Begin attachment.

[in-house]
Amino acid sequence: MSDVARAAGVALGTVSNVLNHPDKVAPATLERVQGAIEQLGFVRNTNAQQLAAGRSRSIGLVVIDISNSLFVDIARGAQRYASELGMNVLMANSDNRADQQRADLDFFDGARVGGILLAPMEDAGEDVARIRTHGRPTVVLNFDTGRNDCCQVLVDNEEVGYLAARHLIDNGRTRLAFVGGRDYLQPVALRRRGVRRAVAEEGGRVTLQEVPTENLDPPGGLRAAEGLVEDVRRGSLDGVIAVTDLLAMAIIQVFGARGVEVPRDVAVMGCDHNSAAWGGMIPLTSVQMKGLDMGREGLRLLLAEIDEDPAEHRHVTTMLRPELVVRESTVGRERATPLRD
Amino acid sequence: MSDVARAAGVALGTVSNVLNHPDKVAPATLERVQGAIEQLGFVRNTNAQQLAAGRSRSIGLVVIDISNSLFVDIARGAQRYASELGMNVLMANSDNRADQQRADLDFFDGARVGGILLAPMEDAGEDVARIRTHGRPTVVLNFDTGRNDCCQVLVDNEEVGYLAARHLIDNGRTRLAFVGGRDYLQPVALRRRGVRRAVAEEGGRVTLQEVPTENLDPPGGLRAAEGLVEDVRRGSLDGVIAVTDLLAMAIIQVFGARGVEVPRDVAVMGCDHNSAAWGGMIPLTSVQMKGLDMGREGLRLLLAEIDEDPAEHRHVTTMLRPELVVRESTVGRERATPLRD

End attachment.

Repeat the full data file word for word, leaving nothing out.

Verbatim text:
[in-house]
Amino acid sequence: MSDVARAAGVALGTVSNVLNHPDKVAPATLERVQGAIEQLGFVRNTNAQQLAAGRSRSIGLVVIDISNSLFVDIARGAQRYASELGMNVLMANSDNRADQQRADLDFFDGARVGGILLAPMEDAGEDVARIRTHGRPTVVLNFDTGRNDCCQVLVDNEEVGYLAARHLIDNGRTRLAFVGGRDYLQPVALRRRGVRRAVAEEGGRVTLQEVPTENLDPPGGLRAAEGLVEDVRRGSLDGVIAVTDLLAMAIIQVFGARGVEVPRDVAVMGCDHNSAAWGGMIPLTSVQMKGLDMGREGLRLLLAEIDEDPAEHRHVTTMLRPELVVRESTVGRERATPLRD
Amino acid sequence: MSDVARAAGVALGTVSNVLNHPDKVAPATLERVQGAIEQLGFVRNTNAQQLAAGRSRSIGLVVIDISNSLFVDIARGAQRYASELGMNVLMANSDNRADQQRADLDFFDGARVGGILLAPMEDAGEDVARIRTHGRPTVVLNFDTGRNDCCQVLVDNEEVGYLAARHLIDNGRTRLAFVGGRDYLQPVALRRRGVRRAVAEEGGRVTLQEVPTENLDPPGGLRAAEGLVEDVRRGSLDGVIAVTDLLAMAIIQVFGARGVEVPRDVAVMGCDHNSAAWGGMIPLTSVQMKGLDMGREGLRLLLAEIDEDPAEHRHVTTMLRPELVVRESTVGRERATPLRD